Provision of care to new patients via telehealth is a large cultural shift in neuromuscular disorders. There is data to support patient satisfaction, cost savings, and improved outcomes in select neuromuscular disorders [14]. However, further studies are needed to validate outcomes, patient-physician satisfaction, access to care, diagnostic accuracy, and cost savings comparing these quality measures between telehealth and in-person evaluations. Determining which disorders would be feasible and viable for virtual care and developing standards of care for telehealth will be important. From an administrative standpoint, there will be a need to evaluate workflow processes and staffing models given that the infrastructure for telehealth visit is much different from in-person visits. Practices will need to be cognizant of patients with cognitive, visual, and hearing impairment for whom telehealth may not be an optimal platform and for those individuals with socioeconomic limitations [19, 20]. Telehealth has changed the face of health care delivery; hopefully, federal and state regulations will allow continuation of this endeavor beyond the pandemic.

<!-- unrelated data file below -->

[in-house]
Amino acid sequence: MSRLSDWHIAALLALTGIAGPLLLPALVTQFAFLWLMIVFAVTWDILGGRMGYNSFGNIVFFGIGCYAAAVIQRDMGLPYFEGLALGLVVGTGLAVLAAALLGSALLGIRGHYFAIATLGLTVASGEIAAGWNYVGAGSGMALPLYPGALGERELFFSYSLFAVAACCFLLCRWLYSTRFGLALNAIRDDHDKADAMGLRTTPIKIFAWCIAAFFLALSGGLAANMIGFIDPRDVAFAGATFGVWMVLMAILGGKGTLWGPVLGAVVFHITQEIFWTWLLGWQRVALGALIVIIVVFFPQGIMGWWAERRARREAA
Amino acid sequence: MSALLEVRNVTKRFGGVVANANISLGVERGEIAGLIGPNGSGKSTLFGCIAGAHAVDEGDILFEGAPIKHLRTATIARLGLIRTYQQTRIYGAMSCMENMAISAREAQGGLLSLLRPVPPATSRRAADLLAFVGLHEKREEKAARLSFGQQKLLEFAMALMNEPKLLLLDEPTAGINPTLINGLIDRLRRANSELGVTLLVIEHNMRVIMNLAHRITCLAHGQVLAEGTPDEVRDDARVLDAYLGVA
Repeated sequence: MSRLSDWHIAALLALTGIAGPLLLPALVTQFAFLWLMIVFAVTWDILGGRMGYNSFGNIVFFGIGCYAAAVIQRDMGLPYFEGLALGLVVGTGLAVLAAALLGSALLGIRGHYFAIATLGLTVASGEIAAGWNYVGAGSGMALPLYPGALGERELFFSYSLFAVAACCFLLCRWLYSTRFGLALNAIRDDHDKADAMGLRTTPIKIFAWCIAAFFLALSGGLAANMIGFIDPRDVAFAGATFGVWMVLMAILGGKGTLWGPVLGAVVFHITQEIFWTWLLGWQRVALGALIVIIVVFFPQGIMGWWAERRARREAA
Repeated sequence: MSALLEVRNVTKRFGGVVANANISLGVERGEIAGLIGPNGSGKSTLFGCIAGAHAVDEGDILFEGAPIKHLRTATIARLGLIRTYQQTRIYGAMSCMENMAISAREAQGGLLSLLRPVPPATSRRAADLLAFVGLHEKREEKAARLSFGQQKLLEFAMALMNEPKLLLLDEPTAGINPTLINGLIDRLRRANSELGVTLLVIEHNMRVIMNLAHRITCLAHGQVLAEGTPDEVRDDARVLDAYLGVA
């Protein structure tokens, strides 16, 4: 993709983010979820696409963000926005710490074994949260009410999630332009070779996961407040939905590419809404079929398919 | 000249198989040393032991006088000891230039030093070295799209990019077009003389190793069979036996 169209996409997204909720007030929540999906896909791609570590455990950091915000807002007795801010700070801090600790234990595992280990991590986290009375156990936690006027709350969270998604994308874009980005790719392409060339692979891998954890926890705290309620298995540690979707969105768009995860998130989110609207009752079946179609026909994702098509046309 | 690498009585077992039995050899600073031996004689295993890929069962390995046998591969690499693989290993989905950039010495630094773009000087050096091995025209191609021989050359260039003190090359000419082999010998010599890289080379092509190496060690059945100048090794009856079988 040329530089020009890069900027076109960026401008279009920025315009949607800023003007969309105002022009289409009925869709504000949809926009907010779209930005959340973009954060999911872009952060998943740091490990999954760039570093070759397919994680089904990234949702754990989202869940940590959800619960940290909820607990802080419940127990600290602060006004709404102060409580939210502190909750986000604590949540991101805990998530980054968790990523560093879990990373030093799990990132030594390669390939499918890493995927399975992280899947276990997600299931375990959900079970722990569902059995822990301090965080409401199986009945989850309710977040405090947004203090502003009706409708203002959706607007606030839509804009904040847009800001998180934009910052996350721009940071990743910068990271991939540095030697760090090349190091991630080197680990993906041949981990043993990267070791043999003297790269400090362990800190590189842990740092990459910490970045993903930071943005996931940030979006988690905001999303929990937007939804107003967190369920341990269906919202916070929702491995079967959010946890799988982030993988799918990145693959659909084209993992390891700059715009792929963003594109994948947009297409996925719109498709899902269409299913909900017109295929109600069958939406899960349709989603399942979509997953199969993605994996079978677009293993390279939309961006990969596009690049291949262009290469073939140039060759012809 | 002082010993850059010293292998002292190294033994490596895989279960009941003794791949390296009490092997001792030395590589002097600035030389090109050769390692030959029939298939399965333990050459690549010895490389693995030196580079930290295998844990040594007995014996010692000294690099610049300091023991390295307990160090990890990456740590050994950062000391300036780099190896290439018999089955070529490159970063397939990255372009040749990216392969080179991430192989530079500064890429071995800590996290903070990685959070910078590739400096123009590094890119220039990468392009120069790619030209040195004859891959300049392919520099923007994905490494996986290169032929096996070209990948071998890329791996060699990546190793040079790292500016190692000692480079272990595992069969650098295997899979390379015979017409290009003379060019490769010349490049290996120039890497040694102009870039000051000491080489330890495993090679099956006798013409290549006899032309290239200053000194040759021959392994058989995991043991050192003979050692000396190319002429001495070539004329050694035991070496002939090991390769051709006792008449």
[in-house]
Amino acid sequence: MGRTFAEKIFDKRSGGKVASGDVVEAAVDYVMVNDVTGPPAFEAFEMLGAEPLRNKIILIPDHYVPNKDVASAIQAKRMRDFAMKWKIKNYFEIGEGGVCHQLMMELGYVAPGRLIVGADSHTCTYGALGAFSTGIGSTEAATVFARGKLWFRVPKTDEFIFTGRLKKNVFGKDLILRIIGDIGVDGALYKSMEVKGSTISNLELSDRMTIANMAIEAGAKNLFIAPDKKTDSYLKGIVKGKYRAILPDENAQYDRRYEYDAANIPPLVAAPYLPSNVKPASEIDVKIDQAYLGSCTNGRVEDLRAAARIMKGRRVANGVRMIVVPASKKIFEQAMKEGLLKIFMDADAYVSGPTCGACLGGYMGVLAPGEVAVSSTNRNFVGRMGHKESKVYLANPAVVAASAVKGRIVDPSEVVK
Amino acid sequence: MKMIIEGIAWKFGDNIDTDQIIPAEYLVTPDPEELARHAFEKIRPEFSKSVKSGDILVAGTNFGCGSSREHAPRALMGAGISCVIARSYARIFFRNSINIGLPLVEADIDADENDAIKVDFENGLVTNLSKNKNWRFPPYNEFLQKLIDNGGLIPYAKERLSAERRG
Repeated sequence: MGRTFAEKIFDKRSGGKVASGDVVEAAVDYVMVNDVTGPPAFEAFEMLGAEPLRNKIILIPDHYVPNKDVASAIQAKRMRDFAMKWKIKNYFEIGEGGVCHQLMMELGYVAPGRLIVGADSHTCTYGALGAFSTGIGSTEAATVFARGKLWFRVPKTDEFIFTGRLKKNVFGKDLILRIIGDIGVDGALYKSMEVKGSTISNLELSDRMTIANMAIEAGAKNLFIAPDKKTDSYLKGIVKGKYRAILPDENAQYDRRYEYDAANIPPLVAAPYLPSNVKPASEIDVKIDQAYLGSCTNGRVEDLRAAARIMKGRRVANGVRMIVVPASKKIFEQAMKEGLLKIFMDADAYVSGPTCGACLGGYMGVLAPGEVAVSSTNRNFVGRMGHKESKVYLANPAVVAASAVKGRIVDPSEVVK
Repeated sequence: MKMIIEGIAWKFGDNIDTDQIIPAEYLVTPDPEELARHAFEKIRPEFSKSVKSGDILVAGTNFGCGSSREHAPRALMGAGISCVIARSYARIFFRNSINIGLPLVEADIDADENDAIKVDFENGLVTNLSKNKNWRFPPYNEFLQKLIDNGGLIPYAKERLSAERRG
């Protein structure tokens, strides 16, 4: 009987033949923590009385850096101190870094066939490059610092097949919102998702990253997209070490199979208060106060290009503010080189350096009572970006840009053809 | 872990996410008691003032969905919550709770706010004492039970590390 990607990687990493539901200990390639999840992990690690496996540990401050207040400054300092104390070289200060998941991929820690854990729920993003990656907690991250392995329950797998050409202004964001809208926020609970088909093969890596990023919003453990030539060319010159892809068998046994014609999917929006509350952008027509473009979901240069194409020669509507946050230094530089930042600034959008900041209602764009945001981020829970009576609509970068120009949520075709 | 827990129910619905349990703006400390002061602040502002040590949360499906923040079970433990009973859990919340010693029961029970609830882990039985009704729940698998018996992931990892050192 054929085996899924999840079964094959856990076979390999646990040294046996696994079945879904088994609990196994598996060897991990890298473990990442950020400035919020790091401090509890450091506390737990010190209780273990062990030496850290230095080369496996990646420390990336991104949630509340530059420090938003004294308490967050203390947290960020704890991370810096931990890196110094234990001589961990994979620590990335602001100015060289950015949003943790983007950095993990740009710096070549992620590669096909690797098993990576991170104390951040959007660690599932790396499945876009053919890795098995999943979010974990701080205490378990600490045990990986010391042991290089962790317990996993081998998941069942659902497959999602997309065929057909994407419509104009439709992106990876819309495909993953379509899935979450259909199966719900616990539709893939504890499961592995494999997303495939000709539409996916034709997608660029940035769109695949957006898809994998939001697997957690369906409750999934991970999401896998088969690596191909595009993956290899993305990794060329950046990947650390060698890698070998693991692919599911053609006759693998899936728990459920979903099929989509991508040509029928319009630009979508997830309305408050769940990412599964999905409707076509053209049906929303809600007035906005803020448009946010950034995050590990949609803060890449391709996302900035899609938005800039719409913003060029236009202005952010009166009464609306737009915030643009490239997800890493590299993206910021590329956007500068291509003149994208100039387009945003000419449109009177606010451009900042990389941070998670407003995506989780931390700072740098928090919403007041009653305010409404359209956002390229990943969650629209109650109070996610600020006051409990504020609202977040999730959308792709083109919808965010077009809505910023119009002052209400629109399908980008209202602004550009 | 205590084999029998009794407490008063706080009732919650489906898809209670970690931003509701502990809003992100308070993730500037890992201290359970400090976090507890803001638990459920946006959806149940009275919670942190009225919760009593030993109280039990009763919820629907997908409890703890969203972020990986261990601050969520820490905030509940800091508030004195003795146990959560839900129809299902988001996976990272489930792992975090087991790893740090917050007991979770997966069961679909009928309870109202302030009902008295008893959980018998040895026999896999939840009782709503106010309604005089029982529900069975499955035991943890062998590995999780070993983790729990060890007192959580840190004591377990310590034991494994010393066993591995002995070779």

In conclusion, despite the drawn-out pandemic, telehealth has continued to provide an opportunity to provide care to new patients that cannot travel to medical practices. While traditional in-clinic care is valuable, telehealth provides an advantageous leap forward to improve timely access to new patients in an era where demand exceeds capacity. Further studies will broaden our understanding about feasibility of providing access to new patients in neuromuscular disorders via telehealth, beyond the pandemic.

Conflict of interest

None to report.